In short, the Myth of Redemptive Violence is the story of the victory of order over chaos by means of violence. It is the ideology of conquest, the original religion of the status quo…

It is as universally present and earnestly believed today as at any time in its long and bloody history. It is the dominant myth in contemporary America [and Australia.] It enshrines the ritual practice of violence at the very heart of public life, and even those who seek to oppose its oppressive violence do so violently…

The Myth of Redemptive Violence is the simplest, laziest, most exciting, uncomplicated, irrational, and primitive depiction of evil the world has ever known… 

Redemptive violence gives way to violence as an end in itself. It is no longer a religion that uses violence in the pursuit of order and salvation, but one in which violence has become an aphrodisiac, sheer titillation, an addictive high, a substitute for relationships. Violence is no longer the means to a higher good, namely order; violence becomes the end.

Some bibles translate ek tou kosmou toutou as "My kingdom is not of this world..." as though somehow we could withdraw from all this. Or even that Jesus is not concerned with this world! Ek means out of or from: Jesus' kingdom is not derived from this world, or from its violence. But it does not withdraw from the world. It lives in the world, and confronts the violence, but not with violence.

When they bring Jesus to him, Pilate is confronted by the violence of the mob. Jesus asks him which King he will follow. The mob ask him the same question. Pilate chooses, ultimately, not Caesar, but violence. In the name of Caesar he submits to the father of lies.


To say Christ is King is to say nothing until it is clear to which king we belong. Is Christ king in the image of "Egyptian, Persian, and Roman rulers," the absolute potentate ruling by violence? Or king in the image of American firepower— and its deputy sheriff? Or is Christ the one who constantly calls us not to forget that father of all lies that violence can create order and peace, or indeed, create anything at all? "The Greek word lethe means forgetful. With the "a" as a prefix, the etymology of aletheia, or truth, would seem to be literally to not be forgetful, or to stop forgetting." (Nuechterlein)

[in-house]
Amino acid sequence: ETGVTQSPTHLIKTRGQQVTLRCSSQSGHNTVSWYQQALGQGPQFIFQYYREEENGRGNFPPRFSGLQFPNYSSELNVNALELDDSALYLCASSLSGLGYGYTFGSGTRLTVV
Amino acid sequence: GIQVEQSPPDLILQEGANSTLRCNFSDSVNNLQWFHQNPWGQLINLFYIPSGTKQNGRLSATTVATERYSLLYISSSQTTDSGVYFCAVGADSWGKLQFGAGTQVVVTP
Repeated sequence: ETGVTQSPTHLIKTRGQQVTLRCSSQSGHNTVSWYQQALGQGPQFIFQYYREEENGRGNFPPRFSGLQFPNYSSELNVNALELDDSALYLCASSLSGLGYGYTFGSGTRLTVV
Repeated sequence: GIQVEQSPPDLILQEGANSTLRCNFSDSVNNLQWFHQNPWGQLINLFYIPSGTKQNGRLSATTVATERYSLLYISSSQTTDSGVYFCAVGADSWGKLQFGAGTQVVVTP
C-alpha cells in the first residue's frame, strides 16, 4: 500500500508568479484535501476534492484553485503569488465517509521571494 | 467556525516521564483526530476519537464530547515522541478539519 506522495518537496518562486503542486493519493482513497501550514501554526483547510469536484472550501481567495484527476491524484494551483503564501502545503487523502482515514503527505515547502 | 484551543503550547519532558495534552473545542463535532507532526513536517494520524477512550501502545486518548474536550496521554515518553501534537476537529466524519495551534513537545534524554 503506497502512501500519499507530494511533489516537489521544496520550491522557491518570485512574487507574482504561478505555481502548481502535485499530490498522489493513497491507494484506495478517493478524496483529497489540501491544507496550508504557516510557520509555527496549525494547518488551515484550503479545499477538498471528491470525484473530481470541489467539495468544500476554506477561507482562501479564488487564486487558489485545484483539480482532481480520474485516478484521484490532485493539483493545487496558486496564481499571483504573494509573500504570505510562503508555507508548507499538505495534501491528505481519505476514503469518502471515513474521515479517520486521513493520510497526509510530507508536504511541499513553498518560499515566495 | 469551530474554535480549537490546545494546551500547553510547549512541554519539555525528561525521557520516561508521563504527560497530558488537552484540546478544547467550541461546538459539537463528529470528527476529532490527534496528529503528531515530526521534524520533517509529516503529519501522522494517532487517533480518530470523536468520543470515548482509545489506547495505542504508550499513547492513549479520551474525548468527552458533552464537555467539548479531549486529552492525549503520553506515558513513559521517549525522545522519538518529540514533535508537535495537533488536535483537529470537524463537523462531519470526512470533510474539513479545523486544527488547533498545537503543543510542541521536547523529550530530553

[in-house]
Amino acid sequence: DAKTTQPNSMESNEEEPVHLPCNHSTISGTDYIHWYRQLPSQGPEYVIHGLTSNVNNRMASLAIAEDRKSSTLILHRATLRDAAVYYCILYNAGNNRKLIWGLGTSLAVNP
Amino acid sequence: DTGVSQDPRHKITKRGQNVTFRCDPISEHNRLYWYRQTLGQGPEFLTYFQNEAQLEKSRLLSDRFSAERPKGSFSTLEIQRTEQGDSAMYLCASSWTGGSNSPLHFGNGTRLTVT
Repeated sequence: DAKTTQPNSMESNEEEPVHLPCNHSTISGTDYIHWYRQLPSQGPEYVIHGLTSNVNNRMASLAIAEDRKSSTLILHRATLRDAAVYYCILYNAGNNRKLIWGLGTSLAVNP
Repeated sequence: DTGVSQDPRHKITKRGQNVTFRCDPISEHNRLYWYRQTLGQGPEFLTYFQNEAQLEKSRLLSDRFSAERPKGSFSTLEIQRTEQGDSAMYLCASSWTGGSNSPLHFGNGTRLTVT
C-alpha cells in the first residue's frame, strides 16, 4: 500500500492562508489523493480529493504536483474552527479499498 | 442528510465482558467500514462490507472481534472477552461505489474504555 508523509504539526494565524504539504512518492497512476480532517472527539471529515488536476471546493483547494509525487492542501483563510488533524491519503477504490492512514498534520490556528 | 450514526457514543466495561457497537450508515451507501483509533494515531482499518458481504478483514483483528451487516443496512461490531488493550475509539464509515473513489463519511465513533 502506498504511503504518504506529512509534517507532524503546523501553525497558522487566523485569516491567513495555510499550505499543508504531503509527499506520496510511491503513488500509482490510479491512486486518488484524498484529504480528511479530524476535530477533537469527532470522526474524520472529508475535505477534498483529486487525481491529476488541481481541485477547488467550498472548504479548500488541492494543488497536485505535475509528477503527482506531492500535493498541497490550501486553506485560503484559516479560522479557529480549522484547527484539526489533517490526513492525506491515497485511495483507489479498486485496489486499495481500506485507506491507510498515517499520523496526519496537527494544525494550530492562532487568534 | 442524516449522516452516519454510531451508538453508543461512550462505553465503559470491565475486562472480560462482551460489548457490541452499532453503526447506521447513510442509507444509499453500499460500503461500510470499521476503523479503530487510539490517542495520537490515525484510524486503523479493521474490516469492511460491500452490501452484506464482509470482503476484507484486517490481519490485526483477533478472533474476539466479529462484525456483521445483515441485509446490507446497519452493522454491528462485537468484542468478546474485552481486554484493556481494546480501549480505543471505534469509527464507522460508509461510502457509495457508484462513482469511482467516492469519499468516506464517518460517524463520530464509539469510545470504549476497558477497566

Under the constant barrage of The Violent Story, will we refuse to forget the story of a new creation, a new way of living, a rescue and resurrection indeed, from foundational, endemic violence? How this new creation for which we hope, and in which we trust, will happen, is beyond our understanding. But one thing is clear: if we forget it, or if, like Pilate, we succumb to political pragmatism, we have not been practical. We have given way to, and taken the way of, the father of all lies.


How does this have any practical application this 2015 Sunday of Christ the King on the streets of Beirut and Paris? Or in our street where one of our local residents is denied access to the church property under any circumstances?

We have framed this exclusion as our failure, not his. We simply do not have the resources to serve him whilst keeping others appropriately safe. That is our failure. Our goal, a long way off, is to become a church which could let him in the door. What a change if we were to say,

We confess
that every necessary soldier in the street
is witness to our failure
to do justice, love mercy
and love our neighbour as ourselves.

Would the government of Australia ever say this? Perhaps our role is to be found in Origen's words about the king in Against Celsus:

We do not indeed fight under him,
although he demands it;
but we fight on his behalf,
forming a special army of piety
by offering our prayers to God

and these prayers
are not to forget
but to live love
to the limits we are able.

Andrew Prior

Direct Biblical quotations in this page are taken from The New Revised Standard Version Bible, copyright 1989, Division of Christian Education of the National Council of the Churches of Christ in the United States of America. Used by permission. All rights reserved. Please note that references to Wikipedia and other websites are intended to provide extra information for folk who don't have easy access to commentaries or a library. Wikipedia is never more than an introductory tool, and certainly not the last word in matters biblical!